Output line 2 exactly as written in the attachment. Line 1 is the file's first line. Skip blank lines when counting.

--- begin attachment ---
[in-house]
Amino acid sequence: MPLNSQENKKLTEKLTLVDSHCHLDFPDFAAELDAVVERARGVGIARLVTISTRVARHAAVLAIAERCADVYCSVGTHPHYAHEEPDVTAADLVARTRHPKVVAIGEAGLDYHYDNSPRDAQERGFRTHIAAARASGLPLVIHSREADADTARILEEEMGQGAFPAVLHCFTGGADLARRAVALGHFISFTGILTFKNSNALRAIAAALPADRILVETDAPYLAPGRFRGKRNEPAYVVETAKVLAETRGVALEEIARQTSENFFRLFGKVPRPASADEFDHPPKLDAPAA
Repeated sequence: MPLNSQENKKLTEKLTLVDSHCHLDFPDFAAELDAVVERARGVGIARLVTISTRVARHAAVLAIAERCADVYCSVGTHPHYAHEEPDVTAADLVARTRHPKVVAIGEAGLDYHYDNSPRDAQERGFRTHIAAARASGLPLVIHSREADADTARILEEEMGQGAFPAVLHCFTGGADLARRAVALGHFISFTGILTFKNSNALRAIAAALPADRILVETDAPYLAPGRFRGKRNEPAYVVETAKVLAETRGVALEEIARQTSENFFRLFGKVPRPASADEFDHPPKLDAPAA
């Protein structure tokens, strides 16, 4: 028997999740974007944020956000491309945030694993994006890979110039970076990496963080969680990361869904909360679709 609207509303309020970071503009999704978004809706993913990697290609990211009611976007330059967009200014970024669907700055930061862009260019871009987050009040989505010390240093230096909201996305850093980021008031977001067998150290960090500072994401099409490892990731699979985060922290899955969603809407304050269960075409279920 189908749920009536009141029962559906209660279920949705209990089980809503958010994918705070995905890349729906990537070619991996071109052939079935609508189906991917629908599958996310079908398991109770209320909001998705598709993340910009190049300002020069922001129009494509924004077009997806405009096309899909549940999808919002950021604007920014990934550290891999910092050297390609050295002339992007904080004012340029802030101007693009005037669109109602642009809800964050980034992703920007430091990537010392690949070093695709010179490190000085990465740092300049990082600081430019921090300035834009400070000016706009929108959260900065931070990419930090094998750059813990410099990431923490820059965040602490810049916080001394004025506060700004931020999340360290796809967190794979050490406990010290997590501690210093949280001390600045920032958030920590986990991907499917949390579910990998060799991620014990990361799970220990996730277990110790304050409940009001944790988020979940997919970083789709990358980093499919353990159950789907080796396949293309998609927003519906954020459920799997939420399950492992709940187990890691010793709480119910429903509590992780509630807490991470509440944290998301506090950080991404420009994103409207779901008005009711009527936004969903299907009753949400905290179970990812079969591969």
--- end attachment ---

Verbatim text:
Amino acid sequence: MPLNSQENKKLTEKLTLVDSHCHLDFPDFAAELDAVVERARGVGIARLVTISTRVARHAAVLAIAERCADVYCSVGTHPHYAHEEPDVTAADLVARTRHPKVVAIGEAGLDYHYDNSPRDAQERGFRTHIAAARASGLPLVIHSREADADTARILEEEMGQGAFPAVLHCFTGGADLARRAVALGHFISFTGILTFKNSNALRAIAAALPADRILVETDAPYLAPGRFRGKRNEPAYVVETAKVLAETRGVALEEIARQTSENFFRLFGKVPRPASADEFDHPPKLDAPAA